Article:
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Block-Iterative Method of Solving the Nonhydrostatic Pressure in Terrain-Following Coordinates: Two-Level Pressure and Truncation Error Analysis

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  • 1 Mesoscale and Microscale Meteorology Division, National Center for Atmospheric Research,* Boulder, Colorado
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Abstract

A technique for the treatment of the pressure in anelastic, nonhydrostatic terrain-following coordinates is described. It involves the use of two levels of pressure in such a manner so as to ensure that the anelastic mass-continuity equation is satisfied to round-off level. This procedure significantly improves model stability and accuracy. In the presence of modestly steep topography, the computational burden of the diagnostic elliptic pressure solver is equivalent to that of a direct solver. The two-level pressure approach is viewed as inappropriate for iterative schemes. A pressure truncation error analysis is described for calculating the second-order truncation error fields Γ associated with kinetic energy conservation for arbitrary formulations of the pressure gradient terms. The full transformed equation set is used, such that the combined effect of all of the equations contributing to the error is considered. Truncation error equations are derived for two specific formulations containing terms of Ox2, Δy2, Δz2). These equations are used to validate a more general field analysis technique applicable for any numerical formulation. The kinetic energy errors that result specifically from the application of the two-level pressure technique are compared with the second-order Γ errors and are shown to be 5–10 times as small. Simulations show the stabilizing effect of the two-level pressure technique where comparisons between the two-level approach using a single block iteration and the same approach using a fully converged solution show negligible differences. The particular cases chosen were numerically unstable using a single block iteration without the two-level approach. The error analysis showed modest errors in the kinetic energy budget resulting from the numerical formulation of the pressure gradient terms with little difference between the formulations tested. The cases presented all had well-resolved topography.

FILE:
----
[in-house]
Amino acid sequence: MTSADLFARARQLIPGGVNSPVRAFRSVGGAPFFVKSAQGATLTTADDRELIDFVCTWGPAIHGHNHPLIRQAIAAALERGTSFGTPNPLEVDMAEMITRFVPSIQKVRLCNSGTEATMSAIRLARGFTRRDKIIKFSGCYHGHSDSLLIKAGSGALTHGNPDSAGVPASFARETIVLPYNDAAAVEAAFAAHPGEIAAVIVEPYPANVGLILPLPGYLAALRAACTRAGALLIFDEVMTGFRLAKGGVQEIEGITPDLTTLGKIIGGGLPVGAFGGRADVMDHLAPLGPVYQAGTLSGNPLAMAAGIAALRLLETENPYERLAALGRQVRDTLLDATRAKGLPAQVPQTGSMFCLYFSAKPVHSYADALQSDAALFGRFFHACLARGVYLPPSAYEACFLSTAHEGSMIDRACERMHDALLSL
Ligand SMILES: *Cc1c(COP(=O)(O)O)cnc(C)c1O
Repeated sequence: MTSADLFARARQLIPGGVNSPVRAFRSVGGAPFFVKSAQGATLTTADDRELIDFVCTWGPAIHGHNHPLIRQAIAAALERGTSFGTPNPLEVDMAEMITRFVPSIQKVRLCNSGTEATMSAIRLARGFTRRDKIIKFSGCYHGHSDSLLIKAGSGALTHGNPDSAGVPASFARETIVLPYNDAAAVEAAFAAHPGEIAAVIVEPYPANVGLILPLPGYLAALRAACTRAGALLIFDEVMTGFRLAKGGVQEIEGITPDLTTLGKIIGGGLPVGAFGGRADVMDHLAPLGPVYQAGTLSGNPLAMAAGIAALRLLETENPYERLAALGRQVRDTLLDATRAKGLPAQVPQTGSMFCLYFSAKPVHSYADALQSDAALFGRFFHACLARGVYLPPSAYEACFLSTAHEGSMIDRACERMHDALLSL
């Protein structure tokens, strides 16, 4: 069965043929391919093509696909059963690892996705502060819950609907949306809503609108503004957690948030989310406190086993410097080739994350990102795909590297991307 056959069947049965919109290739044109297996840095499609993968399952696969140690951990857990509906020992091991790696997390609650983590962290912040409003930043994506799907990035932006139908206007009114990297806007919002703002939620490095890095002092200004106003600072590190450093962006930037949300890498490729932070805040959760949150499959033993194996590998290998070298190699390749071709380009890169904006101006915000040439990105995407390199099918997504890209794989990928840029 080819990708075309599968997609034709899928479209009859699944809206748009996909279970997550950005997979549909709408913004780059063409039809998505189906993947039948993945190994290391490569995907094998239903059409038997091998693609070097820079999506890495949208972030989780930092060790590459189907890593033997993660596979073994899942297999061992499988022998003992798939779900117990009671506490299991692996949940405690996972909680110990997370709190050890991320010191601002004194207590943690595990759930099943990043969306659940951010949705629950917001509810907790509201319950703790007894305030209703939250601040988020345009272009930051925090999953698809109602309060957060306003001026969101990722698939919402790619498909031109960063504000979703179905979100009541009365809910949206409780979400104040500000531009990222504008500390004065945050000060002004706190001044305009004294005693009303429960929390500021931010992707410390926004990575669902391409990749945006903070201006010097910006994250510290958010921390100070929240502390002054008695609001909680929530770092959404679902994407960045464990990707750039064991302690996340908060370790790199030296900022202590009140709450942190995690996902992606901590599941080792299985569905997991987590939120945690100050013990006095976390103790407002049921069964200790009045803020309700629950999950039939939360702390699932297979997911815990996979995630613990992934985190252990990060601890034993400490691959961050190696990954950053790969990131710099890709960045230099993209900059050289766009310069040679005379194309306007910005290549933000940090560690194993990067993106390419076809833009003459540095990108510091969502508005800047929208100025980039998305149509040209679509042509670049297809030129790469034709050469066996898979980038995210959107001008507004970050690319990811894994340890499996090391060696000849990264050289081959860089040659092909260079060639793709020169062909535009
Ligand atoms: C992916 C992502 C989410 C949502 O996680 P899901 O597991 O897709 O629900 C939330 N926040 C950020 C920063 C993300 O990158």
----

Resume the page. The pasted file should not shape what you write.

Corresponding author address: Terry L. Clark, NCAR, P.O. Box 3000, Boulder, CO 80307-3000. clark@ucar.edu

Abstract

A technique for the treatment of the pressure in anelastic, nonhydrostatic terrain-following coordinates is described. It involves the use of two levels of pressure in such a manner so as to ensure that the anelastic mass-continuity equation is satisfied to round-off level. This procedure significantly improves model stability and accuracy. In the presence of modestly steep topography, the computational burden of the diagnostic elliptic pressure solver is equivalent to that of a direct solver. The two-level pressure approach is viewed as inappropriate for iterative schemes. A pressure truncation error analysis is described for calculating the second-order truncation error fields Γ associated with kinetic energy conservation for arbitrary formulations of the pressure gradient terms. The full transformed equation set is used, such that the combined effect of all of the equations contributing to the error is considered. Truncation error equations are derived for two specific formulations containing terms of Ox2, Δy2, Δz2). These equations are used to validate a more general field analysis technique applicable for any numerical formulation. The kinetic energy errors that result specifically from the application of the two-level pressure technique are compared with the second-order Γ errors and are shown to be 5–10 times as small. Simulations show the stabilizing effect of the two-level pressure technique where comparisons between the two-level approach using a single block iteration and the same approach using a fully converged solution show negligible differences. The particular cases chosen were numerically unstable using a single block iteration without the two-level approach. The error analysis showed modest errors in the kinetic energy budget resulting from the numerical formulation of the pressure gradient terms with little difference between the formulations tested. The cases presented all had well-resolved topography.

Corresponding author address: Terry L. Clark, NCAR, P.O. Box 3000, Boulder, CO 80307-3000. clark@ucar.edu

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